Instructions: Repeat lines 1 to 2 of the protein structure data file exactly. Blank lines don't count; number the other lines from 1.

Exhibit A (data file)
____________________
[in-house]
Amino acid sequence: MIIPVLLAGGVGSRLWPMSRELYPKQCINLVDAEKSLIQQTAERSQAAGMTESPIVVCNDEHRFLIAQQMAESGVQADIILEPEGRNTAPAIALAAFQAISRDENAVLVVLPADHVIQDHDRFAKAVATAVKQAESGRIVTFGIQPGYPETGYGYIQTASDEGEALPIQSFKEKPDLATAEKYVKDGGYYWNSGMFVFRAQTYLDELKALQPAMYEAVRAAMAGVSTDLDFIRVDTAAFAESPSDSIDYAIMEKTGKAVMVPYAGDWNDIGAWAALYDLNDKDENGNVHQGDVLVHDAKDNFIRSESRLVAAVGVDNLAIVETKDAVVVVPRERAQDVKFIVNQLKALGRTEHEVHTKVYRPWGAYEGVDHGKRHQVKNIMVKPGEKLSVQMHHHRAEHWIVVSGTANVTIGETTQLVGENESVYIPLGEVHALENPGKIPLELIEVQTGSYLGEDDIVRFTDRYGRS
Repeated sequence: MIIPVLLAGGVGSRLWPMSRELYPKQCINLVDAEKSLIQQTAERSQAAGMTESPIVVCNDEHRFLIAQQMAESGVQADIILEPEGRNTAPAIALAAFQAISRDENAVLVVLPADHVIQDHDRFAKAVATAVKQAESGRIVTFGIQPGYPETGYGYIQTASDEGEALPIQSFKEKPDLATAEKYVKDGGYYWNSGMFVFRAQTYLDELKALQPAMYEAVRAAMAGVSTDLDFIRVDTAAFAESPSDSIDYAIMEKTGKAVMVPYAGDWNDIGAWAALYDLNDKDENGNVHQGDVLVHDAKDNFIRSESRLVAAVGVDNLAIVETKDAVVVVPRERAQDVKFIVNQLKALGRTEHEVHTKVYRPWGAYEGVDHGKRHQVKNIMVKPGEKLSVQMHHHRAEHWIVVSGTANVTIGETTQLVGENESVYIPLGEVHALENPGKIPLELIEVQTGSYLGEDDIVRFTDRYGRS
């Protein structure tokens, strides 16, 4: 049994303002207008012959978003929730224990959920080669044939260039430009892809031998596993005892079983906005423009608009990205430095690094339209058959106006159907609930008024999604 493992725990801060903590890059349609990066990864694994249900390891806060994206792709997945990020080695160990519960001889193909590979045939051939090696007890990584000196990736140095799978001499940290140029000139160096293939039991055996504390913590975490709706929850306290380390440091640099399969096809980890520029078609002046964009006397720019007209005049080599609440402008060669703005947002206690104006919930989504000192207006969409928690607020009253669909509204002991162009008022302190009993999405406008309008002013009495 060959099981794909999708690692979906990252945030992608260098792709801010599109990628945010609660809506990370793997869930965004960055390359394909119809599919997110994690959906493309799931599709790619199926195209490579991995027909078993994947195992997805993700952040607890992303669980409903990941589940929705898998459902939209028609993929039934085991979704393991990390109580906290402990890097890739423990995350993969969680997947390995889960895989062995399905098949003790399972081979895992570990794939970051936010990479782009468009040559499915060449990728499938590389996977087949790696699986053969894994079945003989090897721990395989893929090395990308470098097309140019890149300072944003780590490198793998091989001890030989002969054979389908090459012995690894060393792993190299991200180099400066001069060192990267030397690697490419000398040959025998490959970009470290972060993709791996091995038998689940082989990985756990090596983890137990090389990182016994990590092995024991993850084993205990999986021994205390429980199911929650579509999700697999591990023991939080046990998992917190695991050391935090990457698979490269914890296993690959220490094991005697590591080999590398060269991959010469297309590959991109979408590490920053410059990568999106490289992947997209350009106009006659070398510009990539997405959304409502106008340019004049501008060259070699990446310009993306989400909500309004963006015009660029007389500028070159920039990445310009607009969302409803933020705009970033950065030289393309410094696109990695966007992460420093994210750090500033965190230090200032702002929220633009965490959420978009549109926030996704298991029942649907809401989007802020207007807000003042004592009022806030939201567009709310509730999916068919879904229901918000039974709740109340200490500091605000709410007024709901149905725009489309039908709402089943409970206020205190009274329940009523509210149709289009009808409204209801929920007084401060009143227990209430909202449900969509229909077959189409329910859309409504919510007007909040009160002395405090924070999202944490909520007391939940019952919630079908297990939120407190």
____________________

[in-house]
Amino acid sequence: MIIPVLLAGGVGSRLWPMSRELYPKQCINLVDAEKSLIQQTAERSQAAGMTESPIVVCNDEHRFLIAQQMAESGVQADIILEPEGRNTAPAIALAAFQAISRDENAVLVVLPADHVIQDHDRFAKAVATAVKQAESGRIVTFGIQPGYPETGYGYIQTASDEGEALPIQSFKEKPDLATAEKYVKDGGYYWNSGMFVFRAQTYLDELKALQPAMYEAVRAAMAGVSTDLDFIRVDTAAFAESPSDSIDYAIMEKTGKAVMVPYAGDWNDIGAWAALYDLNDKDENGNVHQGDVLVHDAKDNFIRSESRLVAAVGVDNLAIVETKDAVVVVPRERAQDVKFIVNQLKALGRTEHEVHTKVYRPWGAYEGVDHGKRHQVKNIMVKPGEKLSVQMHHHRAEHWIVVSGTANVTIGETTQLVGENESVYIPLGEVHALENPGKIPLELIEVQTGSYLGEDDIVRFTDRYGRS